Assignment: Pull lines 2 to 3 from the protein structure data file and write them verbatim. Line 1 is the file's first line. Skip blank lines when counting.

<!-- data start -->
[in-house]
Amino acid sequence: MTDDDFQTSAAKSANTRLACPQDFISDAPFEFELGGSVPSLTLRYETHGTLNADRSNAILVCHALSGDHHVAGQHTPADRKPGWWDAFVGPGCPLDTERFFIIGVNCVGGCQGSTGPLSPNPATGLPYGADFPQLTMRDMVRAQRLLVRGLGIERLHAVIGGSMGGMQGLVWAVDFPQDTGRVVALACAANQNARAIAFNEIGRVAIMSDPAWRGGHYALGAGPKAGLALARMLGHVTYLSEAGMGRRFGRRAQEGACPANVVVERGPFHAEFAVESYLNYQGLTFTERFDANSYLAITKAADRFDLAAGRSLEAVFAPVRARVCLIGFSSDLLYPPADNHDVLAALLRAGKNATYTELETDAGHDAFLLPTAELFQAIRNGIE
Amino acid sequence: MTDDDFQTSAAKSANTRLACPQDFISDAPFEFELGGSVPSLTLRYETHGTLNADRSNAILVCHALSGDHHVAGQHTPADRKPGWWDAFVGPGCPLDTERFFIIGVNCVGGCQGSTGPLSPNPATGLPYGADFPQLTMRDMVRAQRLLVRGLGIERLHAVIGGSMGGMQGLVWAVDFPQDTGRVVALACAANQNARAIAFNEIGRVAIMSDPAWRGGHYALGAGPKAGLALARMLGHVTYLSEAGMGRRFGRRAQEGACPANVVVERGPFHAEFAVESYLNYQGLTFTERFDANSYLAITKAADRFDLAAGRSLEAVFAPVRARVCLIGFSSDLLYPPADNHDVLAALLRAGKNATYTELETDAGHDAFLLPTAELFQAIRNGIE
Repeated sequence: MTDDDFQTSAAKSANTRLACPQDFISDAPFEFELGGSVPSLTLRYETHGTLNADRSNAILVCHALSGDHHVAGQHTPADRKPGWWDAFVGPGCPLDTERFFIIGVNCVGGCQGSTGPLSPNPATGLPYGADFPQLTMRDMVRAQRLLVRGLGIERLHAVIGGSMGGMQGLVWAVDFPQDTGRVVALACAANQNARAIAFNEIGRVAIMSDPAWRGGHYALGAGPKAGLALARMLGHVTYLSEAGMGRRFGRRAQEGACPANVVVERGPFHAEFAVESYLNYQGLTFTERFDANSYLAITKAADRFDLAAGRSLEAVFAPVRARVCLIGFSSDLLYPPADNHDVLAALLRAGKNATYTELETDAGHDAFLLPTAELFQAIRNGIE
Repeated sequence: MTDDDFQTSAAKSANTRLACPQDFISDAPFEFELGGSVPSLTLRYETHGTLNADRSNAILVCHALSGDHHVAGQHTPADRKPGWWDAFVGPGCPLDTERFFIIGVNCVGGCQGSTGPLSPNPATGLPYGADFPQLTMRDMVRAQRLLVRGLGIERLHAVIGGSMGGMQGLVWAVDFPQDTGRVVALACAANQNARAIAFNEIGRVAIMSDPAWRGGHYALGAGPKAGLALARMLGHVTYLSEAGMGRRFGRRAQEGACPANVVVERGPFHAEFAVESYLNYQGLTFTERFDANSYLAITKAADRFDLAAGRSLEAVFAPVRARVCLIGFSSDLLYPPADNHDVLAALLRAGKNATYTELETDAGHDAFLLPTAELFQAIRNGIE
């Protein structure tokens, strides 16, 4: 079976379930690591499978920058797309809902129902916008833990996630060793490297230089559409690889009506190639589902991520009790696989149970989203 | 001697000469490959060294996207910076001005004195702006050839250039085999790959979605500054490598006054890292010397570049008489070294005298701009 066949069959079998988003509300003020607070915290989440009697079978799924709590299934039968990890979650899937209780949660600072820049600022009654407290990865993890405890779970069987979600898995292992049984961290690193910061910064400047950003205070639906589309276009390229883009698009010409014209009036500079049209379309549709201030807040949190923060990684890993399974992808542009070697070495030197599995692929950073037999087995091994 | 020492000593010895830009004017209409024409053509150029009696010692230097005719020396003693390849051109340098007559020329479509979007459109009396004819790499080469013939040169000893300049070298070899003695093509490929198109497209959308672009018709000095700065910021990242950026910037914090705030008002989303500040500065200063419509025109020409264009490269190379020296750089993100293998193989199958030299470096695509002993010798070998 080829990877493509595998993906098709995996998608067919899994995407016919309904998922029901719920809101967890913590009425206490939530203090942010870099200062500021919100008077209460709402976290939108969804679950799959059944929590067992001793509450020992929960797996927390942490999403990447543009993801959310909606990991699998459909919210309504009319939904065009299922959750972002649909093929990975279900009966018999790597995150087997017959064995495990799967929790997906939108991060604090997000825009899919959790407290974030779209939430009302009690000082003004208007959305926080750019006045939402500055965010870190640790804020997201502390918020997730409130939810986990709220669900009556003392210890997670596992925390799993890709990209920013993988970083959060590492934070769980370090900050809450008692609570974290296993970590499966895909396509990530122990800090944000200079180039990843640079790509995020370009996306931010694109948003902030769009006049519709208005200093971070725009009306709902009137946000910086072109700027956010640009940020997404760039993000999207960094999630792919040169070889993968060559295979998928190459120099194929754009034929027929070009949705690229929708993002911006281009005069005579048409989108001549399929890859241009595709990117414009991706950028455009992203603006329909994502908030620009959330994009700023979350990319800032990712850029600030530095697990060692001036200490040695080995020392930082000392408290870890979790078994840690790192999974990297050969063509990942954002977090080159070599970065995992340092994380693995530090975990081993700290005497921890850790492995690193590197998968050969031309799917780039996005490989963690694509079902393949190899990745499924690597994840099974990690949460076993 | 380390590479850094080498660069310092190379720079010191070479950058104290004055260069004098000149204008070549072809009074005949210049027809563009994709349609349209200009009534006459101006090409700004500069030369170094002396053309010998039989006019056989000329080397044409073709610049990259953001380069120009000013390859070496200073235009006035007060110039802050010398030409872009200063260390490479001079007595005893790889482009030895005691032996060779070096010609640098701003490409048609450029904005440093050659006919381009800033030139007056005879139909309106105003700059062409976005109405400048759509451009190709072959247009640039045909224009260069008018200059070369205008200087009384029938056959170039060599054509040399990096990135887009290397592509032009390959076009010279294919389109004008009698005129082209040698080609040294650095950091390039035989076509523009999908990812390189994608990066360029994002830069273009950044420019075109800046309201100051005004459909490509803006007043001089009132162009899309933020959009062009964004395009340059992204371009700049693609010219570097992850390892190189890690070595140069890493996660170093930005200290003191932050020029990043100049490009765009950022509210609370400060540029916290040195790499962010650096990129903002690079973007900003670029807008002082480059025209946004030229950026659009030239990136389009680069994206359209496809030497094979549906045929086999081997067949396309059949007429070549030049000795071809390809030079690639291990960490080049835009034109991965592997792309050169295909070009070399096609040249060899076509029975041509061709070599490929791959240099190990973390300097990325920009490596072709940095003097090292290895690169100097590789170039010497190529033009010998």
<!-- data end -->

Amino acid sequence: MTDDDFQTSAAKSANTRLACPQDFISDAPFEFELGGSVPSLTLRYETHGTLNADRSNAILVCHALSGDHHVAGQHTPADRKPGWWDAFVGPGCPLDTERFFIIGVNCVGGCQGSTGPLSPNPATGLPYGADFPQLTMRDMVRAQRLLVRGLGIERLHAVIGGSMGGMQGLVWAVDFPQDTGRVVALACAANQNARAIAFNEIGRVAIMSDPAWRGGHYALGAGPKAGLALARMLGHVTYLSEAGMGRRFGRRAQEGACPANVVVERGPFHAEFAVESYLNYQGLTFTERFDANSYLAITKAADRFDLAAGRSLEAVFAPVRARVCLIGFSSDLLYPPADNHDVLAALLRAGKNATYTELETDAGHDAFLLPTAELFQAIRNGIE
Amino acid sequence: MTDDDFQTSAAKSANTRLACPQDFISDAPFEFELGGSVPSLTLRYETHGTLNADRSNAILVCHALSGDHHVAGQHTPADRKPGWWDAFVGPGCPLDTERFFIIGVNCVGGCQGSTGPLSPNPATGLPYGADFPQLTMRDMVRAQRLLVRGLGIERLHAVIGGSMGGMQGLVWAVDFPQDTGRVVALACAANQNARAIAFNEIGRVAIMSDPAWRGGHYALGAGPKAGLALARMLGHVTYLSEAGMGRRFGRRAQEGACPANVVVERGPFHAEFAVESYLNYQGLTFTERFDANSYLAITKAADRFDLAAGRSLEAVFAPVRARVCLIGFSSDLLYPPADNHDVLAALLRAGKNATYTELETDAGHDAFLLPTAELFQAIRNGIE